TGI Fridays today (Oct. 1) launches a completely revamped burger menu at its restaurants across the U.S. The top-to-bottom reconsideration involves a shift to fresh USDA Choice beef rather than frozen Angus, freshly baked buns, new builds and the addition of a premium-priced tier of Stacked Burgers. Dan Dillon, senior director of menu development for the Carrollton, Texas-based chain, outlined the new burger platform and the reasons for its adoption.
How long has this been in development?
We’ve been working on launching better burgers for Fridays for the better part of the last two years. It has taken a very guest-focused approach to land on a program that represents our quality vision and is something our guests have responded to and approved after easily five to six different iterations of testing.
This is fresh, handcrafted burgers. We’ve started over with our burgers. We launched Black Angus burgers several years back [in 2001] and it did well for a while. But we decided that we wanted to make more of a quality statement that was about freshness. Being an American bar and grill, it was something we had to do and we had to do it right.
How is that statement made?
We’ve improved every element of the burger experience from the burger itself to the build, the bun, plating and the distribution network to bring product to the restaurants. So we’ve truly started over to change our burgers and make a quality statement.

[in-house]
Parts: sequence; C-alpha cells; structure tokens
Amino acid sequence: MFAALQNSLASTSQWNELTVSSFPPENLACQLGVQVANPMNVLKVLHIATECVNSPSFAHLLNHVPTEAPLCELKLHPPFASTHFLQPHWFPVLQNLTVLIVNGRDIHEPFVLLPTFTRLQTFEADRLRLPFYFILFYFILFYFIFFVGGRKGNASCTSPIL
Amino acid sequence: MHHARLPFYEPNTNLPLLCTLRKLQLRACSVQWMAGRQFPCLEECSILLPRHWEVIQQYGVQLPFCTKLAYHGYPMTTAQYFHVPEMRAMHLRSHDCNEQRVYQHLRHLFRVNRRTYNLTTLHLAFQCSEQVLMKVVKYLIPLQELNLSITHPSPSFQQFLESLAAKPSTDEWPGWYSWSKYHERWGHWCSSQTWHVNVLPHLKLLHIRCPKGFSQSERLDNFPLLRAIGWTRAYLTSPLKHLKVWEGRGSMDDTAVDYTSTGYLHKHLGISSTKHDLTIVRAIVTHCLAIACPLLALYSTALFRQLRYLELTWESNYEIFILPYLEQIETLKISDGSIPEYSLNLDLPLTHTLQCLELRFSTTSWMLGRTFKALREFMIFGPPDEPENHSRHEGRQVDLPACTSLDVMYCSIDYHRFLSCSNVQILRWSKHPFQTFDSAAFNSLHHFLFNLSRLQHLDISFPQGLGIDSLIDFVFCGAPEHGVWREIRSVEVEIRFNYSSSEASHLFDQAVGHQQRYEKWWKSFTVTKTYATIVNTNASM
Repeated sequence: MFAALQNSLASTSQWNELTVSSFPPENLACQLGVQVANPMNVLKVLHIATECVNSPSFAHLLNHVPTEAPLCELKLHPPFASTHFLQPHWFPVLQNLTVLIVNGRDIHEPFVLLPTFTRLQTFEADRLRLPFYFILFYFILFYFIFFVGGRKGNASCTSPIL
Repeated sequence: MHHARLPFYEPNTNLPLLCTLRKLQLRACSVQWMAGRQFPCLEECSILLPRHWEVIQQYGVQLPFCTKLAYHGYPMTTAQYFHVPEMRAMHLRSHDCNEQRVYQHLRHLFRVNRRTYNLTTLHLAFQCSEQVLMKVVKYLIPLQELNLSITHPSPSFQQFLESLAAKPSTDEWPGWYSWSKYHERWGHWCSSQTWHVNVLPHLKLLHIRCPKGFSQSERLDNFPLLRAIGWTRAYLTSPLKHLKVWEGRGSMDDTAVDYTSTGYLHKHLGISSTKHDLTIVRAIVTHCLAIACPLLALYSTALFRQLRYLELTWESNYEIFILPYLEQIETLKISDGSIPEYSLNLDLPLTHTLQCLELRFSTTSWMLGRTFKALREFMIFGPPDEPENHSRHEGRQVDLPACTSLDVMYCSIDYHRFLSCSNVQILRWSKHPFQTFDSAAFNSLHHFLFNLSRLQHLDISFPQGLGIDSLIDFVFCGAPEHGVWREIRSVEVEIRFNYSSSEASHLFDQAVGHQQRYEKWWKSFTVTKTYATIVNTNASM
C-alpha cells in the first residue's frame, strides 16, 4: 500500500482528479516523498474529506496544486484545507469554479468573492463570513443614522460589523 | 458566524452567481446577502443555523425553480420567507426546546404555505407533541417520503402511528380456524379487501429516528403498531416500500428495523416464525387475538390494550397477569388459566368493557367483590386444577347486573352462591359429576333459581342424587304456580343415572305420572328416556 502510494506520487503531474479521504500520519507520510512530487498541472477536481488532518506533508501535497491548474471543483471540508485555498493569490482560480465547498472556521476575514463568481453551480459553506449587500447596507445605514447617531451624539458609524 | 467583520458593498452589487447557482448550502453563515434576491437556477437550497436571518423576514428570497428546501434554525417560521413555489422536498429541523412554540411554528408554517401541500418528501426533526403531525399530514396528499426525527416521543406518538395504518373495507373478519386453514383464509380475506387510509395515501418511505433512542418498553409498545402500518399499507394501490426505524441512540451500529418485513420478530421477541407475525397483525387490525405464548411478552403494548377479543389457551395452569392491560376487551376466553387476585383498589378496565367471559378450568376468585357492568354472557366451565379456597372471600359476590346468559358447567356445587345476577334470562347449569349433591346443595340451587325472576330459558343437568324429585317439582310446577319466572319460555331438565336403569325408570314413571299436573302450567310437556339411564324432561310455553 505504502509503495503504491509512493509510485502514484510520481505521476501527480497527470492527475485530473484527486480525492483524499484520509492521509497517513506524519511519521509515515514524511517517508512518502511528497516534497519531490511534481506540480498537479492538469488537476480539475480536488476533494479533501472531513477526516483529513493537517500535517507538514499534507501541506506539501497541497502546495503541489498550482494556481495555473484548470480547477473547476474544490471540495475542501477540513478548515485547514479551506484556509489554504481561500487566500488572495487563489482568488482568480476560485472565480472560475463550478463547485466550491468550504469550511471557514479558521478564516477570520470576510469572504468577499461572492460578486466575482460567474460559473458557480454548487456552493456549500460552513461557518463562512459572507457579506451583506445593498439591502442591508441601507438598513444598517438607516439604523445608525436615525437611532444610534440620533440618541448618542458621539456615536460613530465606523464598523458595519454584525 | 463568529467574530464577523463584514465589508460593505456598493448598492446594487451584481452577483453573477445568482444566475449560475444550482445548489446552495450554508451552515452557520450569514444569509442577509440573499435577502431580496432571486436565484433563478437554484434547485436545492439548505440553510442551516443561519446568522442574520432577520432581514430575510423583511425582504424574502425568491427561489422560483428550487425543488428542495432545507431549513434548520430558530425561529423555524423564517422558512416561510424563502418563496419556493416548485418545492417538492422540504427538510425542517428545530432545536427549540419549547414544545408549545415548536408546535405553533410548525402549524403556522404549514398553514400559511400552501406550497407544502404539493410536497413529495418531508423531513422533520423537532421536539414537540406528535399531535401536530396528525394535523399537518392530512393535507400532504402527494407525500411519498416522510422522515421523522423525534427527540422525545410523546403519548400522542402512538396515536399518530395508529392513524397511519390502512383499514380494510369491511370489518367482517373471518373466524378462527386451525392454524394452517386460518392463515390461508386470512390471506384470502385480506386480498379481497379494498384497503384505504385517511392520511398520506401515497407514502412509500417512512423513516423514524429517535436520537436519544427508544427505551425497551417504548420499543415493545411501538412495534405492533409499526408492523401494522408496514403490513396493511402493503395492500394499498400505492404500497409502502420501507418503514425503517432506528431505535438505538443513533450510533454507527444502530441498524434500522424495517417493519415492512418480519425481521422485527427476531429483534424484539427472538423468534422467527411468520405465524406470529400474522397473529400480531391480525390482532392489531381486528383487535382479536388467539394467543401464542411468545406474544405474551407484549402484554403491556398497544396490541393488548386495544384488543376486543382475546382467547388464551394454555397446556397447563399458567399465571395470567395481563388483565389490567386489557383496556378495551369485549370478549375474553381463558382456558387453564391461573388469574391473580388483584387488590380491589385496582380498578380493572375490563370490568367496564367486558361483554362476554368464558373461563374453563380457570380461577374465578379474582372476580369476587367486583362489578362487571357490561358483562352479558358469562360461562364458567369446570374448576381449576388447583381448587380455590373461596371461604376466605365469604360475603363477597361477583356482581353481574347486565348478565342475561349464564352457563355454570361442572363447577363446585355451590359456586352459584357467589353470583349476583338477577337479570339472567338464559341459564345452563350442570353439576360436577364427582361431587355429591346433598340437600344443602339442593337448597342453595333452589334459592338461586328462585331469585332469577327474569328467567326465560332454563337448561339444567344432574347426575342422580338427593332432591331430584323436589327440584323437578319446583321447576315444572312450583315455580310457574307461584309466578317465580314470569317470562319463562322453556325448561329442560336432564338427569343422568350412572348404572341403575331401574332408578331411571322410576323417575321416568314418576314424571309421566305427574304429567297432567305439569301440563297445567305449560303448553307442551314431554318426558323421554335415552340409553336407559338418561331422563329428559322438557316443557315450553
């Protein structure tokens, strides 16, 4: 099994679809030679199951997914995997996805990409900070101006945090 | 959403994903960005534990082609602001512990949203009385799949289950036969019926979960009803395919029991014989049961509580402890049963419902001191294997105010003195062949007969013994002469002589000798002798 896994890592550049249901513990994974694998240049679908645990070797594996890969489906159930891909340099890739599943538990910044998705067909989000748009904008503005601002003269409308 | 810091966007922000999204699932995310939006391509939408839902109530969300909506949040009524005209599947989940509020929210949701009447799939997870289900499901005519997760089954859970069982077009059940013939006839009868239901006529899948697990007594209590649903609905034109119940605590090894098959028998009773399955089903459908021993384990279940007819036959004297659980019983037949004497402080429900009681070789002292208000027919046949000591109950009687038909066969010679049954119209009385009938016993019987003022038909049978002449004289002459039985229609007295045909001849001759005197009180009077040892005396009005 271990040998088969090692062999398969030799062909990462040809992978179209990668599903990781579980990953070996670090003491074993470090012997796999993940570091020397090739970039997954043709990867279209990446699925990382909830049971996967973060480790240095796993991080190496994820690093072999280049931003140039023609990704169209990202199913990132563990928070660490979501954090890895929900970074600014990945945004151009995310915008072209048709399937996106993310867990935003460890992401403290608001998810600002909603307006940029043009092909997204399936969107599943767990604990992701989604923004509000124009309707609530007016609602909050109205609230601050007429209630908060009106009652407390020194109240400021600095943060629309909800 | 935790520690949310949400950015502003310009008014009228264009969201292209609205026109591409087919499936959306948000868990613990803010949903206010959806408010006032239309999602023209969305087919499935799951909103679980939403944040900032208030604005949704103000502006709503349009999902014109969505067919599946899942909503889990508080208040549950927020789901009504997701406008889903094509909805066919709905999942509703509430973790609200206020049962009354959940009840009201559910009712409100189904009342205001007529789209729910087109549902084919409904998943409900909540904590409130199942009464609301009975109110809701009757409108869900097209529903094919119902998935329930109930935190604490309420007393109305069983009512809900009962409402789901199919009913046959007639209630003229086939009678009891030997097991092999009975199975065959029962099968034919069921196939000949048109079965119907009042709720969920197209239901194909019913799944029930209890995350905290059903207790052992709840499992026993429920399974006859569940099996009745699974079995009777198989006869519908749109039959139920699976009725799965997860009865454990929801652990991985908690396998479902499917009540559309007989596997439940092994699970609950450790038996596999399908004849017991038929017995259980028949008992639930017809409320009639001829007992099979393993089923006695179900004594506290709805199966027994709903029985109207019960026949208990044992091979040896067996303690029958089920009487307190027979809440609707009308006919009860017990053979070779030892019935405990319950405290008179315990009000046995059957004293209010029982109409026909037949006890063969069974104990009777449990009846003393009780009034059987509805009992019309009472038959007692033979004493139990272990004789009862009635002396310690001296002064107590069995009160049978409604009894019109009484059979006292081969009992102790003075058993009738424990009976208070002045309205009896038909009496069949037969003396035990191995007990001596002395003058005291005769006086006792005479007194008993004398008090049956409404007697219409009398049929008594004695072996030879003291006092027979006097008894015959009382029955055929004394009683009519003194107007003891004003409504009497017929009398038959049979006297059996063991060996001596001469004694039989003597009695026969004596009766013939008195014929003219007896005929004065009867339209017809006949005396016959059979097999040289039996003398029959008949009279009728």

The reason [the new burger] is so important to us is that it’s a requirement for an American bar and grill to have a great burger. We looked at our burger objectively and asked, “Is this a great burger?” We decided it was a really good burger but not one we could build a brand on.
We took a step back and decided to reclaim ownership as the American bar and grill restaurant. We sell about 42,000 burgers a day so they need to be quality, kick-ass and special. That’s why we focused on burgers as a category and why it took a long time to do it right.
Is the burger itself still Angus beef?
It’s not Angus. It’s 100% USDA Choice and it’s delivered to our restaurants fresh. A fresh burger delivers a different mouth feel; it has beefier notes. It’s higher quality and a better experience for our guests.
We increased the patty size to 7 ounces from 6 ounces. We did that not to give guests more. They weren’t asking us for more; it wasn’t about portion size. We did it because that additional ounce yields a better eating experience.
We tested a lot of different cuts and landed on a blend that our guests say gives those quality benefits. It’s that looser grind that freshness gives you that a frozen product never could deliver.
We also adjusted our fat content to deliver more flavor and to give a juicier burger.
So a slightly higher fat content?
Yes. We were at 80/20 and we adjusted it to 75/25. It’s all about flavor and delivering a juicier burger. And we now will offer guests the option of having it cooked pink or no-pink. We took a step back from doing that a couple of years ago simply for consistency sake. Now we want guests to have it cooked the way they want.
You’re revamping the build as well?
Yes. We’ve gone to a new bun that is freshly baked. We have set a network of local bakeries that will deliver fresh buns to about 80% of our nearly 600 restaurants. A new buttery, brioche style bun will be delivered to them. It’s a buttery bun because fat equals flavor. And for the 20% where we couldn’t get that network in place we are doing a par-baked bun that we bake off fresh every shift. So you rebloom the aromas.
As for the build itself, we’ve always done lettuce, tomato, pickles and onion as a default. But everything was on top of the burger patty. What we’ve done is flip it so all that goes on the bottom, under the burger. And we’ve switched from leaf lettuce to iceberg lettuce to develop some crisp, fresh notes and texture.